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Johnny “Lightning” Wiker Pushes His 2013 Ford Mustang Cobra Jet Into the 7s
In 2008, the Ford Performance group changed the modern drag racing wars with the reintroduction of the Cobra Jet program. The first step into the factory race car program was a big one, and the models that followed have gotten even more impressive. By 2013, the Cobra Jet could roll out of the showroom and run in the 8-second zone with no modifications, no special tuning, nor any unspoken tricks.
The Cobra Jet was designed to partake in the longtime NHRA Stock Eliminator category; however, several Cobra Jet owners broke away from NHRA after feeling too restricted under the rules. Five of the legendary cars are fixtures on the NMRA heads-up scene, and one of the more prominent runners is Johnny "Lightning" Wiker of Johnny Lightning Performance. His Kenne Bell–pumped ride has gone a best of 7.96 at 175 mph.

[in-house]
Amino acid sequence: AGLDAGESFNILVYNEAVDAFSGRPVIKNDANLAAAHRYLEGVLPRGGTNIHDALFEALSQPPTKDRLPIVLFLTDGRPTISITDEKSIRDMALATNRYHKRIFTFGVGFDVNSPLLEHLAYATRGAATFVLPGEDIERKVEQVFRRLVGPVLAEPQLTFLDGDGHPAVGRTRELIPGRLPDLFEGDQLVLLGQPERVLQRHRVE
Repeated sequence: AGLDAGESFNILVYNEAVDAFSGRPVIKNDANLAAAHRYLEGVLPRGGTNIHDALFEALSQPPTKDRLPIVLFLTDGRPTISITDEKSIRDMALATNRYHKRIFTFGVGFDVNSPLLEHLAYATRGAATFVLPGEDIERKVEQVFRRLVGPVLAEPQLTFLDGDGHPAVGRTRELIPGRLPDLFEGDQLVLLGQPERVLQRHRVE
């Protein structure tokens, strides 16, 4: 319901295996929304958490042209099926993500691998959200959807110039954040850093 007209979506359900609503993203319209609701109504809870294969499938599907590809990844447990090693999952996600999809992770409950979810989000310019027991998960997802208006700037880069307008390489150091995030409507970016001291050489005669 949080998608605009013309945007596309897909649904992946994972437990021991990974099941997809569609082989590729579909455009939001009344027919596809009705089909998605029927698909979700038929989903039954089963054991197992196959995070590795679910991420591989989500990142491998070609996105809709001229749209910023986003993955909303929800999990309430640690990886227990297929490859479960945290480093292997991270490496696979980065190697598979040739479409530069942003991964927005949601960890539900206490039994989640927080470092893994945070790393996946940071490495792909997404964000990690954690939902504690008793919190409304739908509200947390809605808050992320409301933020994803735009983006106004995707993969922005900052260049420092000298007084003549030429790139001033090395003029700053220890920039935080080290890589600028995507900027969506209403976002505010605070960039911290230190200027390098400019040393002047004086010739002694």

"When Mike Harries and Charlie Cooper told us that the Cobra Jets [supercharged 5.0 combo] were available from Ford, we all went out and got one," says Wiker. He did, at first, try his hand at a select few NHRA races and worked with several Cobra Jet owners, but the prospect of keeping his foot to the floor was too strong. Today, Wiker's goal is to chase the Coyote Modified championship in outlaw CJ trim, and that puts an ordinary NHRA-legal Stocker far in the rearview mirror. Wiker went off to NMRA competition, a racing arena where he has been a fixture in the Truck & Lightning scene for nearly 15 years.